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Old 07-01-2007, 01:29 PM   #1

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My Rotti will not listen to me

Hello all. I have just re-homed a 3yr (possibly, but I think a bit younger, maybe 18mths) Rotti who is very docile and has shown no agression towards anything, even the Lamas he chased

The thing is as he has settled in to his new home and my life style he has become very difficult to train. He came to me knowing sit but nothng else. I have trained him to sit and wai for his food until I tell him he can have it. I have taught him to wait while I walk through a door first, 9 tims out of 10. He will recall to me off lead only if there is nothing else around otherwise I don't exist

Recently he has become bored with our little training sessios and just walks off from me making it very difficult to train him. I try to make it fun and give lots of praise when he does something right but, it is getting to that point which is difficult. He has the ability to learn but I need to find a way tap into him. Has anyone got any advice for me? I have tried many books but they don't really help. I would like to take him to classes but not sure which are best, Preferably I would like Mic Martin to train him from dog Borstal!!

Any help is appreciated!!

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Old 07-01-2007, 03:27 PM   #2

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Do you use treats and toys? Clicker training is a great way to train a dog. You need to find what is a good reinforcer for good behavior. My male border collie was much like that and I had to work much harder then the others to find the reinforcer that I could pair with my verbal praise until he was proofed on certain behaviors. Also you should only train for a brief time followed by fun time. If you train for too long the dog loses it's concentration just like us and if you train too much then it becomes work. What I find is that as adults the child like fun of us gets lost and so we don't get as excited or fun as needed to intiate play behavior in the dog. When training others, I find I spend a great deal of time working with the companion learning to laugh, get excited, and play. Karen Pryor's website leads you to much research on clicker training.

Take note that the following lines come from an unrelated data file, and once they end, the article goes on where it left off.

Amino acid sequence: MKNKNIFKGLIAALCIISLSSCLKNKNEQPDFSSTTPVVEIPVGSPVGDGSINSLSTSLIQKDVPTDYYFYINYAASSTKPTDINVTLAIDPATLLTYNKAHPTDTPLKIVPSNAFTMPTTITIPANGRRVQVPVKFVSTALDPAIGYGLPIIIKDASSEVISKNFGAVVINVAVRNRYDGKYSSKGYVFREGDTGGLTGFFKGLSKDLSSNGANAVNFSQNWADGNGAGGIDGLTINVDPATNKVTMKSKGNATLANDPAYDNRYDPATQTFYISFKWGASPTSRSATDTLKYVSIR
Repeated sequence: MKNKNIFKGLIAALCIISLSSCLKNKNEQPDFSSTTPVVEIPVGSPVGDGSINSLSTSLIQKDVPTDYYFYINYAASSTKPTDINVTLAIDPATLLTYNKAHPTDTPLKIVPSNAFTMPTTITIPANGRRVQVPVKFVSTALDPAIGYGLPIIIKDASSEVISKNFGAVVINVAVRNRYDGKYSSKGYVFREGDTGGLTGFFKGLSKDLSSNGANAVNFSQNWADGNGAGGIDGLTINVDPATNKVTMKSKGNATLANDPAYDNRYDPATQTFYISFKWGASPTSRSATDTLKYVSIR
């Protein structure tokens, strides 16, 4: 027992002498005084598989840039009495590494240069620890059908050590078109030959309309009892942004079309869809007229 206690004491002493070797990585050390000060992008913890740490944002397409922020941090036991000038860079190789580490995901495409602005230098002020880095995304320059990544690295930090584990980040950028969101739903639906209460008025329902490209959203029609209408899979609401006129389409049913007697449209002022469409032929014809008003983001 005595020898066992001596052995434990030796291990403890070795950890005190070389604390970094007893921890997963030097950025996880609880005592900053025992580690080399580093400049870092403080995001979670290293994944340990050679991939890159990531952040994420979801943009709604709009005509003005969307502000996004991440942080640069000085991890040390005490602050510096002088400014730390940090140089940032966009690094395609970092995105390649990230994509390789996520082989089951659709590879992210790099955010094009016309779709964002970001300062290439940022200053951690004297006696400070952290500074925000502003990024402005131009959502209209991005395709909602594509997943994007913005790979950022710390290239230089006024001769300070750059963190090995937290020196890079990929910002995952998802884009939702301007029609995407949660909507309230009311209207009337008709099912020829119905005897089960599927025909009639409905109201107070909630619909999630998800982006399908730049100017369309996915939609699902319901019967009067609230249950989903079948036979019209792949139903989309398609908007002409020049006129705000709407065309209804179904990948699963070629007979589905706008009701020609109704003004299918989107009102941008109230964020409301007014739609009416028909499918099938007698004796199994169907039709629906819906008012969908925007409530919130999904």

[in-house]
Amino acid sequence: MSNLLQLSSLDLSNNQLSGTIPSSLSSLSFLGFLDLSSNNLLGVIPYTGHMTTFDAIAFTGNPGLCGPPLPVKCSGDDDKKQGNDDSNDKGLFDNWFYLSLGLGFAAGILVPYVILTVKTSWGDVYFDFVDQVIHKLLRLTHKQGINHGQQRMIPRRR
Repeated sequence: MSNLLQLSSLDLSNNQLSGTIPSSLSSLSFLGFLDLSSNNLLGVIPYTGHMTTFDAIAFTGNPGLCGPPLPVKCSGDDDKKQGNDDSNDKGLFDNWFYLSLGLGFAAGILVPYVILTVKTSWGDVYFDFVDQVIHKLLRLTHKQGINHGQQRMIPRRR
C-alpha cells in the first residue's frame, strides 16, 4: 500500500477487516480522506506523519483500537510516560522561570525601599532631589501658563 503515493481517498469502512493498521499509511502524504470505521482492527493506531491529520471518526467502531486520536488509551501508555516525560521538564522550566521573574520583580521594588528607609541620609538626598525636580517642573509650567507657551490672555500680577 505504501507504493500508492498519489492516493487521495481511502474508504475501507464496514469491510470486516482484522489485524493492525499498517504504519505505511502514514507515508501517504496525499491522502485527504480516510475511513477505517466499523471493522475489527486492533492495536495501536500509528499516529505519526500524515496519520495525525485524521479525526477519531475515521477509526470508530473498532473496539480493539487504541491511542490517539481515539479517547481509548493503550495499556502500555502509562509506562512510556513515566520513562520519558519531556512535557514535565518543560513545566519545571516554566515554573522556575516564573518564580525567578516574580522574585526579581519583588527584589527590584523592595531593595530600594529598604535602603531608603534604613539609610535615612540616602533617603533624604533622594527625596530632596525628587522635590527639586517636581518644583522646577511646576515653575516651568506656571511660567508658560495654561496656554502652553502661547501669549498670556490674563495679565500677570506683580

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Old 07-01-2007, 06:48 PM   #3
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He just needs to be a bit more motivated. You often find with rescue dogs as they start to settle in they suddenly start doing things they didnt before - its often a huge reason for rescue dogs being returned. but they are just settling in - testing you to see what he can get away with. I would take him back to basics with the recall - so practice it at home until hes 100% then the garden then you can move to outside on a long line. At the moment hes realised that he doesnt HAVE to come back. Keep training sessions short - 10 minutes max maybe 4/5 times a day - it all adds up but prevents him getting bored. Have various treats to reward him with - some really high value ones of something he loves and never use his dog food.Then when you are training mix your treats so sometimes he gets something lower value say a bit of a normal dog treat - then next time something higher value like a bit of sausage - it will keep him ebgaged and encourage him to work harder to get that special treat. Clicker training is great and most dogs respond to it incredibly well.